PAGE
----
James Njenga Karume (1929 – 24 February 2012) was a Kenyan businessman and politician. He was born in Elementaita, Nakuru District.
Njenga Karume was born in 1929 on Lord Delamare’s Soysambu ranch in Elementaita. He was the eldest of 8 children to Joseph Karume (later changed to Karogo) and Teresia Njeri Karogo who were indentured servants working for colonial white settlers. Njenga’s amiable personality was always curious and deep. He had a very strong relationship with his grandfather whom he spent most of his childhood days with.
Unfortunately, there were no schools for Africans in Elementaita. Because of that Njenga had to go to school in Ndeiya, Limuru at a school called as Kahuho-Karing’a Primary school, at the beginning of 1942. Keen on pursuing further education, Njenga proceeded to Riara in Kiambu after 3 years at Kahuho, but not before being baptised. Even as Njenga pursued education back in Central Kenya, his parents moved to Elburgon and settled in Marioson Forest in 1944. He later joined them there.
As expected in the Kikuyu culture Njenga had reached the age at which he was expected to undergo circumcision. He was then admitted to the (njata) STAR age group in 1947. Now considered a full grown man, equipped with some formal education and eager to fend for himself, Njenga decided to start his life and moved back to Rift Valley closer to his parents.
Karume’s first exposure to business was while he was in school. He began buying and selling books, pencils and other school stationery from a wholesale shop outside the school and resell to his fellow students in school. In his book he claims to have put the school tuck shop out of business.
After his education Karume managed to get employment doing clerical work on a farm. A few days before beginning work when he attended a rally between the white farm owners and the workers. In the heat of a debate Njenga managed to ask a question which upset the whites. This saw him lose his job. It is from then on he decided not to be employed.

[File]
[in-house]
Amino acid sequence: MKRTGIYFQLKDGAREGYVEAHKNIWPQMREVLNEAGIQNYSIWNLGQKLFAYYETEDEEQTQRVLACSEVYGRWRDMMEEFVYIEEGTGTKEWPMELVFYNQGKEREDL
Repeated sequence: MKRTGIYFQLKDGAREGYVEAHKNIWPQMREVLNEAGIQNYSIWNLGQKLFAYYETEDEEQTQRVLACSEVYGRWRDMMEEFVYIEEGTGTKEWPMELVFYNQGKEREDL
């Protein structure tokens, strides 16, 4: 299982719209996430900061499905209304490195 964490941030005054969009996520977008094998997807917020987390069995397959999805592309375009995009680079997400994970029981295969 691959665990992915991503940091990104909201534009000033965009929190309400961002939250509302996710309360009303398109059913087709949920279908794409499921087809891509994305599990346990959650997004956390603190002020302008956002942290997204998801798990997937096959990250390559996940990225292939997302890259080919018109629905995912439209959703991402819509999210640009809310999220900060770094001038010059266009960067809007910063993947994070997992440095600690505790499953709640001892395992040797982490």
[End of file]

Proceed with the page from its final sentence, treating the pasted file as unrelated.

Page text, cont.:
He then started trading in charcoal. He had asked his friend the late John Njenga to join him but he flatly refused claiming that it is dirty work and he is too educated to do such business. He continued on his own. He then began saving what he earned in the charcoal business to finance his timber business.
Karume held a diploma in business management from Jeans School (KIA). While Kenya was still under colonial rule, he formed a wholesale shop on Grogan Road (now Kirinyaga Road) in Nairobi. It was one of the few shops in Kenya operated by indigenous people.
Later he operated the Nararashi Distributors, which distributed the products of the Kenya Breweries Limited (KBL). Later Castle Brewing Kenya Limited, a Kenyan subsidiary of South African Breweries (SAB) was formed, with Karume appointed its director. Karume himself sought to distribute the products of both companies, but KBL was afraid of the competition and cancelled the distribution contract with Karume. Karume took the case to the court stating the cancellation of the contract was unfounded. The High Court first ordered KBL to pay KSh 231 million in damages (about US$2.9 million), but upon appeal the decision was overturned and Karume was told to pay KBL for the suit. As a result, Karume suffered severe financial hurt. He continued to distribute Castle Beer for a while until SAB left Kenya, finally ending his transport business. Before his death his empire was valued at close to $200 million and includes the Jacaranda Group of Hotels under Jacaranda Holdings Limited, Karume Holdings Limited and Cianda Holdings Limited. His empire is diversified into three main areas – hospitality, real estate and agriculture.
Karume joined politics in 1974 as a nominated Member of Parliament and in the three subsequent elections held in 1979, 1983 and 1988 Karume vied for and won the Kiambaa constituency seat. Between 1979 and 1988 he served as an assistant minister.